B) To keep this post easy to follow, I have deliberately not taken in account multiple agreements or other circumstances that might bring the loan amount(s) under the threshold specified by the CCA.

All Credit Agreements entered into from the 6th April 2008 onwards are regulated by the Act unless they are exempt.

 

C)Certain types of Agreements are exempt from regulation by the Consumer Credit Act, but if they are executed on regulated documents, then points made below would apply.

 

 

 

1) Loan Agreements in excess of £25,000 that were entered into between the 1st of May 1998 and 5th of April. 2008.

 

2) Loan Agreements in excess of £25,000 that were entered into between the 7th of April 2007 and 5th of April 2008.

 

 

The important difference between loan agreements 1 and 2 are the repeal of s127 of the consumer credit act and relate to automatic unenforceability.

 

1) Loan Agreements in excess of £25,000 that were entered into between the 1st of May 1998 and 5th of April. 2008.

 

There are varying interpretations for the consequences of this scenario, here is one;

 

Opinion "(i)"

It is a regulated agreement becuase that is what they have entered into with you. The fact that it exceeds the £25,000 limit makes it unenforceable. It does not change to an unregulated agreement. They are stuck with having issued you with a Consumer regulated loan that doesn't comply. ...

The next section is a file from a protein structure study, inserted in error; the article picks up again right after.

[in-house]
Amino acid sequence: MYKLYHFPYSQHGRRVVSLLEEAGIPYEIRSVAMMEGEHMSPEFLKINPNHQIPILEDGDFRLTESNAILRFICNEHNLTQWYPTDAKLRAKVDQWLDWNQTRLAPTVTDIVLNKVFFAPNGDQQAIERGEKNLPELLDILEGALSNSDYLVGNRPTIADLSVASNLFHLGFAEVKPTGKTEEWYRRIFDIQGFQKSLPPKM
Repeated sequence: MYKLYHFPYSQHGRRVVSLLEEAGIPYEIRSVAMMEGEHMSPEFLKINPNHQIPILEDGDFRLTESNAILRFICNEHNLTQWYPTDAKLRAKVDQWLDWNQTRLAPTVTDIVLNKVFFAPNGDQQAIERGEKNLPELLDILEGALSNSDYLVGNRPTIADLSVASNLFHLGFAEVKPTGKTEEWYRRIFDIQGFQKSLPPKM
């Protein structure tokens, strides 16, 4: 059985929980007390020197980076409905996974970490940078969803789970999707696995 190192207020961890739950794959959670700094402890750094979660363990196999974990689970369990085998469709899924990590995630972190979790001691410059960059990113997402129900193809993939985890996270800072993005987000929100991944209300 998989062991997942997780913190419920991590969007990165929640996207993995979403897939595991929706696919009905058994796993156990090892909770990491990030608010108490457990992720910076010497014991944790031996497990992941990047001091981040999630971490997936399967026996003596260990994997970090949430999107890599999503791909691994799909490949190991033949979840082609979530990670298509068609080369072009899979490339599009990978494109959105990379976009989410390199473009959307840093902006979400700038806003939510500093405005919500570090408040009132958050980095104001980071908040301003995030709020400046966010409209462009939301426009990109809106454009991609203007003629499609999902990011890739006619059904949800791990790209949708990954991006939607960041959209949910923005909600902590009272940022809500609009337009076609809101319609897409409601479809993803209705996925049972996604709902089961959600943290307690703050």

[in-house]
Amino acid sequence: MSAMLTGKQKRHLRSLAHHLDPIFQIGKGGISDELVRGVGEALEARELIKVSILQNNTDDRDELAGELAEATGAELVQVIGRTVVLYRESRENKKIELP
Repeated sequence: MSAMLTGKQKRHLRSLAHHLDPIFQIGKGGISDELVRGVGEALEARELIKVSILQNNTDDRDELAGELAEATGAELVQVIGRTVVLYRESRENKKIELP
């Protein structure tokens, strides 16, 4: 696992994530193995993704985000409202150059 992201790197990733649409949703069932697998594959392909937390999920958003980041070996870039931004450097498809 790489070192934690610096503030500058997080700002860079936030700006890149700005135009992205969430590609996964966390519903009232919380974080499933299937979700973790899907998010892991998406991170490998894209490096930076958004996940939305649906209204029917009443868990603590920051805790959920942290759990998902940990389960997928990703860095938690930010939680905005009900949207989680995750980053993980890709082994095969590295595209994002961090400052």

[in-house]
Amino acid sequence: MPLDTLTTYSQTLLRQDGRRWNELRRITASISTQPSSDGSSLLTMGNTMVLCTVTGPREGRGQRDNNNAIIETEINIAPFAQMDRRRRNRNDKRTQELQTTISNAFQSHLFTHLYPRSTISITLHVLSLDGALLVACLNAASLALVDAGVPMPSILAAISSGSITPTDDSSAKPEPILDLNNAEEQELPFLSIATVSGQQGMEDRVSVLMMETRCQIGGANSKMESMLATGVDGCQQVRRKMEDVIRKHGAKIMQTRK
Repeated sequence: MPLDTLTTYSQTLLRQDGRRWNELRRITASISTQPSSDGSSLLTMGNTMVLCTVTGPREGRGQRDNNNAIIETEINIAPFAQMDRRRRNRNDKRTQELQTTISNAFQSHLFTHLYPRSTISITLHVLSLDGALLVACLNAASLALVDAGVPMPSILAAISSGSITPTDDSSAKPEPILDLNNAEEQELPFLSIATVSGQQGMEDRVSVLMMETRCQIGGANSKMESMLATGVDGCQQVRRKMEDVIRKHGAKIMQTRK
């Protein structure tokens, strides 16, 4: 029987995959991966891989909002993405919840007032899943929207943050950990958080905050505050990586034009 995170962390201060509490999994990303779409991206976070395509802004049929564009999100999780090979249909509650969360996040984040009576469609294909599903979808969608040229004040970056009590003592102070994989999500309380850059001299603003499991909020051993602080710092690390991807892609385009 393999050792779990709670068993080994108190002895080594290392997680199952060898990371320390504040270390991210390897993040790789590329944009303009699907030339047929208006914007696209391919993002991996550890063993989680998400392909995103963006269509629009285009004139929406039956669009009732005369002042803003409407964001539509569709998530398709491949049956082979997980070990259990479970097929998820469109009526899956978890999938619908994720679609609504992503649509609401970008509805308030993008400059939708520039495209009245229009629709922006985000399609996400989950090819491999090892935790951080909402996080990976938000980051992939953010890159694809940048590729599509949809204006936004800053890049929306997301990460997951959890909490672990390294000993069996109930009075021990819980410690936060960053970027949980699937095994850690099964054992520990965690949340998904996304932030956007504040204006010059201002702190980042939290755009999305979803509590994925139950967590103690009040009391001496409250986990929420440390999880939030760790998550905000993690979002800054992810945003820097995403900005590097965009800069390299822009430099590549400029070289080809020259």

Personally, I like this interpretation, The consumer has signed an agreement that claims to be regulated, but by stating a prescribed term (in this case the amount of credit) that falls outside of the limits specified by the act. ipso facto an unenforceable agreement.

 

Should the issue get to court, you would of course require a Judge to agree with that contention.

 

Opinion "(ii)"

Trading Standards Surrey;

"... as the agreement was signed in November 2004 with a credit limit in excess of £30,000.

 

When the agreement was executed, the 1974 Act provided that only agreements for a maximum of £25,000 were regulated.

I have formed the opinion that the agreement is probably not regulated. However, in my view, if the agreement was erroneously executed using regulated paperwork then all the protection offered by the Consumer Credit Act would be imported into the agreement as part of the contract. This is

because you entered the agreement based on the contract, which stated that the agreement was regulated and that you would benefit from the Act’s protection. Therefore, failure to allow you to exercise rights afforded to you by the Act may well mean that your credit provider is in breach

of contract and so liable for damages.

This is similar to the opinion of John Macleod PhD, LLB in his book "Consumer Sales Law" (ISBN: 978-1-85941-700-3) - this interpretation is based on someone taking out a car loan or hire purchase agreement

"If a dealer mistakenly completes a non-Act form in respect of a regulated agreement, it would seem safer to start again with CCA documentation.6 But it is another matter where an Act form is completed in respect of an unregulated agreement, as it is usually thought that the effect is that the financier has contracted to give his customer all the CCA protections 7"
footnotes;

#6 - Explains that the agreement would be unenforceable.